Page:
How Church Leaders Can Respond To Crisis Situations

2020 has been quite the year. We kicked off 2020 with the impeachment of President Trump (actually started in late 2019, but carried over into 2020).

Then, Kobe Bryant (this one hurt bad as he was my favorite player to watch during my childhood).

Then a global health pandemic that shut down pretty much everything everywhere.

Now, racial tensions are everywhere.

2020 has been one crisis after another, and we just got into the summer. Can we just get on to 2021 already?

Listen, as much as we want this to be over, church leaders have been given an incredible opportunity to lead people in some of the toughest days our world has ever faced. Look at 2020 as an opportunity rather than an obstacle.

I want to share some brief responses for church leaders when crisis hits…

1. Listen more than you speak

Stephen Covey said something that has always stuck with me: “listen with the intent to understand, not with the intent to respond.”

That is pretty much the exact opposite of what most people do.

Come on, we have all been there. Someone is talking, and you are hardly listening to their words. Sure you audibly hear them, but all that is running through your mind is “when they stop talking for a second, here is what I am going to say…”

Too often, we don’t listen to understand people. Understand where they are coming from. Understand why they feel or think a certain way.

I truly believe that if everyone listened more, this world would have a whole lot more unity and peace than it does.

2. Empathize with those who are hurting

We tend to empathize with things we have only experienced ourselves. That is natural which is why I think God calls us to a deeper calling than this.

He says, “weep with those who weep and rejoice with those who rejoice.”

Right now, there are people who are hurting. Have you weeped with them or are you quick to dismiss their feelings, because you yourself have never experienced what they have experienced.

Jesus did not tell us to weep with only those who weep over things that you have experienced. He says weep with those who weep (that includes those who think, believe, and look different than you).

Empathy is the path to unity (I truly believe this).

We are not going to be unified until we are willing to empathize with those who are hurting even if you disagree or have not experienced their pain yourself.

3. Friend those who are different than you

Evaluate your five closest friends right now. More often than not, our top 5 closest friends look like us, think like us, act like us, and believe like us.

What message is that sending to the world around us if church leaders cannot befriend people who think, act, and believe differently.

It is because we have been trained to seperate ourselves so far from anyone who is different from us, and that seems to be entirely different from the life of Jesus.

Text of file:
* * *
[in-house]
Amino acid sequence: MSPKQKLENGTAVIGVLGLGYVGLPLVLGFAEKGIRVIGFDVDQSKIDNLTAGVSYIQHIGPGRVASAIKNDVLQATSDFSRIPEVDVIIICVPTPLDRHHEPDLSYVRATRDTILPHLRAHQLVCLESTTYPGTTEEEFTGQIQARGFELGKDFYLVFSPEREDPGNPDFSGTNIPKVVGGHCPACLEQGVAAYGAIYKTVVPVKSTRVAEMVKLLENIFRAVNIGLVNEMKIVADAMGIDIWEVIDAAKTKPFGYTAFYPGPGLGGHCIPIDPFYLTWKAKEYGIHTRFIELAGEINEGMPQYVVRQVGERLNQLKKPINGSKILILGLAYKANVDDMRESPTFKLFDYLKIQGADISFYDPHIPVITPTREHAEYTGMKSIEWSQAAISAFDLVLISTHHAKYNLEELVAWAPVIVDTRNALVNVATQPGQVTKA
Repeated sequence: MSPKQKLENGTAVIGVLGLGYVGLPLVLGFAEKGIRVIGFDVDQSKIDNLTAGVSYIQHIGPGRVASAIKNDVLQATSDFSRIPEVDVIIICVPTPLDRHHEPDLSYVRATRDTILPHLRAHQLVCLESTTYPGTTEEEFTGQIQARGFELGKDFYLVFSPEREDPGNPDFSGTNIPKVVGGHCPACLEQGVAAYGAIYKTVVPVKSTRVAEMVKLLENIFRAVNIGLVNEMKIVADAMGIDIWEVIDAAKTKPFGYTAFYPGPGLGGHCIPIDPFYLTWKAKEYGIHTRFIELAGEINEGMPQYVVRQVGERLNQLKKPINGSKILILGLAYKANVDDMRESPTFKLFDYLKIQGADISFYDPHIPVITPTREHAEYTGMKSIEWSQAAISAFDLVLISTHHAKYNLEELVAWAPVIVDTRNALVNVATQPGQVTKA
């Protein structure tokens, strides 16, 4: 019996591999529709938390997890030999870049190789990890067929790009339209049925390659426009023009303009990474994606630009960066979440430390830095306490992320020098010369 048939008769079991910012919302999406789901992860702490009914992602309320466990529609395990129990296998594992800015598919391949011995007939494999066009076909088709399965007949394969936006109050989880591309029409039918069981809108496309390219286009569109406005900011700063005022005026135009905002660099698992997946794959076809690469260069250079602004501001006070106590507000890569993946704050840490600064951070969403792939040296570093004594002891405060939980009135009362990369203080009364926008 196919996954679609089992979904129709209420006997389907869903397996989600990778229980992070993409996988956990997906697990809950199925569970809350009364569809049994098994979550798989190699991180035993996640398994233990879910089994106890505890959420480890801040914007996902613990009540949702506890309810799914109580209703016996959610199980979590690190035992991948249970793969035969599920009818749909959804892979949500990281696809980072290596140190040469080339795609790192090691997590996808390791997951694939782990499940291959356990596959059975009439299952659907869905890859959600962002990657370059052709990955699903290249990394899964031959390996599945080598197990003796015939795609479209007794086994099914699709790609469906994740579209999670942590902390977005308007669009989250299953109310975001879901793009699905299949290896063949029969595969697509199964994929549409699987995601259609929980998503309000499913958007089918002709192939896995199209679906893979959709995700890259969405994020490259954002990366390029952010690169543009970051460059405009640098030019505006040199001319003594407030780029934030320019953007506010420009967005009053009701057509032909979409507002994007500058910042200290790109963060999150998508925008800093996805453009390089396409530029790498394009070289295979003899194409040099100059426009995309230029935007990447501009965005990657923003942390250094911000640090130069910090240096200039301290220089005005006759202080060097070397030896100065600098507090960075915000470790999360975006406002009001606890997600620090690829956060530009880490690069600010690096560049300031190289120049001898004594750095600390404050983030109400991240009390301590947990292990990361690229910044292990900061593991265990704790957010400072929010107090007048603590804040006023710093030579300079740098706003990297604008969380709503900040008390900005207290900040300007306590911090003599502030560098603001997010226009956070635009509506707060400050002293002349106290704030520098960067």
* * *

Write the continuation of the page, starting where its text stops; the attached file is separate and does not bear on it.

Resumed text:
Jesus was always hanging out with people that were much different than Him. He never conformed to their beliefs or behaviors though, and we don’t have to either.

But, it would really help with unity if we led the charge and started having people who looked and believed different than us over for dinner.

We have to be diverse in our churches and in our relationships.

4. Stop trying to solve debates on social media

Listen, use your social media voice. It is a voice that you have been given, but save the debates for the dinner table.

Debates are not solved in a facebook feed. People’s minds are not changed through a twitter conversation. But yet we continue to fight the battle on social media 😦

I have lost some respect for church leaders because of their social media debatable presence. And I bet you that they lost others respect as well.

It doesn’t work so stop trying.

5. Be intentional about diversity in your church

Churches should be diverse and we should be leading the way with what diversity can look like.

For years, I think diversity has scared church leaders, and now, I think the door is open to be intentional about diversity in ways that some churches couldn’t years before.

If there are white people in your community, there should be white people in your church.

If there are black people in your community, there should be black people in your church.

If there are asian people in your community, there should be asians in your church.

If there are hispanic people in your community, there should be hispanics in your church.

God did not call your church to go into its community and only reach the white people. He called you to go into your community and reach the COMMUNITY (all of it).

If your church is labeled as “just a white church” or “just a black church,” then I believe you are doing it wrong.

We should be creating churches that mirror Heaven (the most diverse church we will ever experience).

Listen, I do not have all of the answers for the problems that we are facing, but I do believe that if we listen more, things can slowly get better. If we empathize more, things can slowly get better. If we friend those different than us, things can slowly get better. If we stop trying to win debates on social media, things can slowly get better. If we are intentional about diversity, things can slowly get better.

Church leader, you have one of the greatest opportunities ever in front of you. Don’t waste the opportunity.

Published by Josh Evans

Josh is the connections pastor of the Oakleaf campus of Trinity Baptist Church in Jacksonville, FL. Before that, Josh had been a mentor and pastor to students for 10 years. Josh is passionate about empowering church leaders to make a difference. Josh and his wife Abby have two children. You can connect further with Josh on this blog or send him a direct email at

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